Publisher: Tor/Forge (March 8, 2016)
Length: 446 pages
My Rating: 4.5 stars
Bringing to mind the days when fantasy by the likes of Barbara Hambly, David Eddings, and Stephen R. Donaldson dominated the bookstore shelves, The Lyre Thief is a triumph of that type of classic storytelling; a masterful amalgamation of traditional themes, colorful characters and divine beings which will entertain even the most demanding fantasy aficionado out there.
Told through multiple points of view, this first installment of the Hythrun Chronicles: War of the Gods elegantly and effortlessly weaves together the stories of Rakaia, Princess of Fardohnya, her half-sister and slave Charisee, the master assassin Kiam, High Princess Andrina of Hyrthun, and the infamous Demon Child. Each individual journey mesmerizing in and of itself, but also touching upon and leading toward the others in a wonderfully orchestrated dance which keeps the narrative fresh, entertaining and causes the pages to fly by rapidly.
Beginning it all is the plight of Princess Rakaia. Having lived a privileged (though stifled) existence in her father’s royal harem, an unexpected revelation by her mother throws her whole life into turbulence and threatens to result in her painful death. This news and her mother’s desperate plan to save her causing not only trepidation but guilt as it involves placing her slave half-sister and lifelong companion Charisee in harm’s way.
Charisee herself is annoyingly ignorant of all the political machinations going on with her sister and the other members of the royal family. Indeed, she doesn’t sense any wrongness when Rakaia comes to her with a plan to swap places: Charisee becoming the Princess Rakaia and heading off to marry a Hythrun Warlord while Rakaia becomes the freed slave Charisee. Obviously, she realizes their ruse might lead them into trouble, but the opportunity to finally change her role in life overcomes her initial misgivings, leading her to don the role of Princess of Fardohnya and journey forth with the Master Assassin Kiam to her (Rakaia’s) royal wedding.
Meanwhile, a continent away, Princess Rakaia’s sister Adrina is living a charmed life as High Princess of Hythrun with a husband she loves and children she adores. If not for her shrew of a mother-in-law, it would be paradise. But then everything is thrown into chaos by the actions of two people: King Hablet of Fardohnya when he sends news that Rakaia will be coming to live with Adrina until her marriage to a Hythrun Warlord and the Demon Child Ry’Shiel when she stirs up the god of Death himself.
As for the Demon Child, she is a nearly divine being who has grown less and less enamored of the world she saved in the past. The wonders of the earth having become commonplace to her; its inhabitants tedious at best; and her lonely lot in life complicated by the fact the only person she ever loved and felt companionship for resides in hell due to a deal he made to save her life. And so (tired of hiding in the shadows) Ry’Shiel begins an epic quest to retrieve long dead Brak from the halls of Death no matter the consequences to her former friends — including Adrina’s husband Damin Wolfblade.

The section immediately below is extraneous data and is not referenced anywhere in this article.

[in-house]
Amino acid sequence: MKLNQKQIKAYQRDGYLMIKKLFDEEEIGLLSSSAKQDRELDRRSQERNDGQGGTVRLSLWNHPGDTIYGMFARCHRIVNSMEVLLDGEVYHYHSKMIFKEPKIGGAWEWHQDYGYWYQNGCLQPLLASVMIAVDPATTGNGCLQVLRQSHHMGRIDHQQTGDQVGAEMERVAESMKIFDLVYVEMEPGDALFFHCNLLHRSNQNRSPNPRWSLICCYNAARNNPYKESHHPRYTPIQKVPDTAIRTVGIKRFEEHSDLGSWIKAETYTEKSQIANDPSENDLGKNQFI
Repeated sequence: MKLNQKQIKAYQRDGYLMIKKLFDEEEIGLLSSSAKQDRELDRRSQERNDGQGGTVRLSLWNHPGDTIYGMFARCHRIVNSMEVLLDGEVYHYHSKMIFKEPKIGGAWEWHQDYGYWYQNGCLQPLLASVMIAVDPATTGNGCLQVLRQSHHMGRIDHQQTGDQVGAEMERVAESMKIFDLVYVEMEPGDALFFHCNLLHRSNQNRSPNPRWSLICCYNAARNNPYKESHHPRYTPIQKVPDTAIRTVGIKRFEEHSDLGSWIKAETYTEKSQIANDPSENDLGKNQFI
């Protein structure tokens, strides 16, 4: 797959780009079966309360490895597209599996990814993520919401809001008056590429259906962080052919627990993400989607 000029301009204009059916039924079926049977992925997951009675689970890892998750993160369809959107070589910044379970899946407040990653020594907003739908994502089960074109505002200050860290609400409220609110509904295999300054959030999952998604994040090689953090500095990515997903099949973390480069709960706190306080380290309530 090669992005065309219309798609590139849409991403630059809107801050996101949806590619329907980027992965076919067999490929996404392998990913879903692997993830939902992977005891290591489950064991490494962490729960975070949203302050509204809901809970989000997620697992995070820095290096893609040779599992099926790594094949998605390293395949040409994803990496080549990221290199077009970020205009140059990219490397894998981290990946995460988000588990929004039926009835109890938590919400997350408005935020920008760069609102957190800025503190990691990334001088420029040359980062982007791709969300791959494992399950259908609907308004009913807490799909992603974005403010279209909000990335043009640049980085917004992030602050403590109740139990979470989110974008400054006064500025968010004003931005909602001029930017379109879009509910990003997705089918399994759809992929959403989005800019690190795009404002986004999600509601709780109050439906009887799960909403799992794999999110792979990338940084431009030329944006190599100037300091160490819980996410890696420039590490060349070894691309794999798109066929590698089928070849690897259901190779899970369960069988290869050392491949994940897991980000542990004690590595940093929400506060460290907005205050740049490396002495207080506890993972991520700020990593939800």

And while the stories of these people play out,an even more extraordinary one is taking place: the theft of the lyre of the God of Music. The disappearance of this physical manifestation of the divine covenant between the gods and men jeopardizing the very existence of the world!
There really are many, many wonderful things to say about this book. One could begin by talking about the flowing prose, which is informative and colorful but easily digested as well as wickedly clever at times. Or you could focus on the characterization; these differing people evolving into individuals whose lives and struggles matter to you as a reader. Then there is the depth of the world, the unique races and cultures, the dynamic of gods, man, and magical beings interacting, or perhaps the constant references to the characters’ previous adventures in the past; all of it giving this story a depth which makes it feel so much more real. But, really, reading comes down to entertainment to me, and this book is highly entertaining, addictive even, sucking you into the narrative and never giving you any reason to loose interest or set it aside.
As for any criticisms, the only one I have is the characters’ references to adventures in the past. While this definitely lends a weight of history to the world and these people, explains their attachment to one another, it does feel forced from time to time. There are several instances where two characters who are having a conversation on a current situation suddenly diverging off into a multi paragraph discussion of some past event which only tentatively has anything to do with the current crisis. No, these episodes don’t ruin the narrative, but they are a distraction from time to time.
The Lyre Thief is one of my favorite fantasy finds of the past few years. It not only entertained me, but it opened up a whole new fantasy world to discover and enjoy, specifically Jennifer Fallon’s Hythrun Chronicle novels (Demon Child and Wolfblade.) And if you love classic fantasy or merely need a break from more grimdark faire, I’d highly recommend you pick this novel up and enjoy.
I received this book from the Tor Books in exchange for a fair and honest review. I’d like to thank both of them for allowing me to receive this review copy and inform everyone that the review you have read is my opinion alone.